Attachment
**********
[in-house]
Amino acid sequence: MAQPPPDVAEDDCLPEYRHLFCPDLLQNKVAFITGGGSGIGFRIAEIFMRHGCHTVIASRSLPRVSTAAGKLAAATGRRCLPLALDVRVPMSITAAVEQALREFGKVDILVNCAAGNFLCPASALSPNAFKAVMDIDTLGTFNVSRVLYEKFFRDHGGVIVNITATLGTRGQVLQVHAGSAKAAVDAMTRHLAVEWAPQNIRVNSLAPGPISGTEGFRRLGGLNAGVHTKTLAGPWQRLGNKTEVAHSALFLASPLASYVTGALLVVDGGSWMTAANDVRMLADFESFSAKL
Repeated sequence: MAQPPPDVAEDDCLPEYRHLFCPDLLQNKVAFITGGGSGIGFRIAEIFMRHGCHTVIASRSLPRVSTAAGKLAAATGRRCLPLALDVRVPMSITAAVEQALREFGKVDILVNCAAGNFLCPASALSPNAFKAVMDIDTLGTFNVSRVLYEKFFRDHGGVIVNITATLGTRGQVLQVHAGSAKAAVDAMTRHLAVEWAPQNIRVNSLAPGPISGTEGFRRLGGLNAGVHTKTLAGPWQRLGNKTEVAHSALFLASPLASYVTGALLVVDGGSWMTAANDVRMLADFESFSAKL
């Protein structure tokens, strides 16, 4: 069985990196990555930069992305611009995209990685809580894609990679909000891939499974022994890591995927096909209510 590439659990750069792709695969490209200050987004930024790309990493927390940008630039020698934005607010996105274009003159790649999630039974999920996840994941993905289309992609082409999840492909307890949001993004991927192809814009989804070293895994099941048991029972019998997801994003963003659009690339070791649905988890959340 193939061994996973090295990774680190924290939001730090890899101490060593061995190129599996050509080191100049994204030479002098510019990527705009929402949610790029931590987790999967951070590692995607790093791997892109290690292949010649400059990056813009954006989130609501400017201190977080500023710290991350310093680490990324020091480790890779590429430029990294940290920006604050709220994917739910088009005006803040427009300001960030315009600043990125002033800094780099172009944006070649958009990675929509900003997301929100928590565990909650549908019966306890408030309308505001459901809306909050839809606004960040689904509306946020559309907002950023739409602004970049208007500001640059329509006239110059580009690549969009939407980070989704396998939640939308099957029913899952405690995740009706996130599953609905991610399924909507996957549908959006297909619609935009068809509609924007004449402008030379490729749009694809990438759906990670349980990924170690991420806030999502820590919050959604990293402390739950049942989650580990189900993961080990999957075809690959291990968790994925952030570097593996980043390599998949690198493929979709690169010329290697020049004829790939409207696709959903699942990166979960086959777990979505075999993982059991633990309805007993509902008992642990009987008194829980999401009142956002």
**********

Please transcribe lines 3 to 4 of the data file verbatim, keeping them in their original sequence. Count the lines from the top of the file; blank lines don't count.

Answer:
Repeated sequence: MAQPPPDVAEDDCLPEYRHLFCPDLLQNKVAFITGGGSGIGFRIAEIFMRHGCHTVIASRSLPRVSTAAGKLAAATGRRCLPLALDVRVPMSITAAVEQALREFGKVDILVNCAAGNFLCPASALSPNAFKAVMDIDTLGTFNVSRVLYEKFFRDHGGVIVNITATLGTRGQVLQVHAGSAKAAVDAMTRHLAVEWAPQNIRVNSLAPGPISGTEGFRRLGGLNAGVHTKTLAGPWQRLGNKTEVAHSALFLASPLASYVTGALLVVDGGSWMTAANDVRMLADFESFSAKL
């Protein structure tokens, strides 16, 4: 069985990196990555930069992305611009995209990685809580894609990679909000891939499974022994890591995927096909209510 590439659990750069792709695969490209200050987004930024790309990493927390940008630039020698934005607010996105274009003159790649999630039974999920996840994941993905289309992609082409999840492909307890949001993004991927192809814009989804070293895994099941048991029972019998997801994003963003659009690339070791649905988890959340 193939061994996973090295990774680190924290939001730090890899101490060593061995190129599996050509080191100049994204030479002098510019990527705009929402949610790029931590987790999967951070590692995607790093791997892109290690292949010649400059990056813009954006989130609501400017201190977080500023710290991350310093680490990324020091480790890779590429430029990294940290920006604050709220994917739910088009005006803040427009300001960030315009600043990125002033800094780099172009944006070649958009990675929509900003997301929100928590565990909650549908019966306890408030309308505001459901809306909050839809606004960040689904509306946020559309907002950023739409602004970049208007500001640059329509006239110059580009690549969009939407980070989704396998939640939308099957029913899952405690995740009706996130599953609905991610399924909507996957549908959006297909619609935009068809509609924007004449402008030379490729749009694809990438759906990670349980990924170690991420806030999502820590919050959604990293402390739950049942989650580990189900993961080990999957075809690959291990968790994925952030570097593996980043390599998949690198493929979709690169010329290697020049004829790939409207696709959903699942990166979960086959777990979505075999993982059991633990309805007993509902008992642990009987008194829980999401009142956002």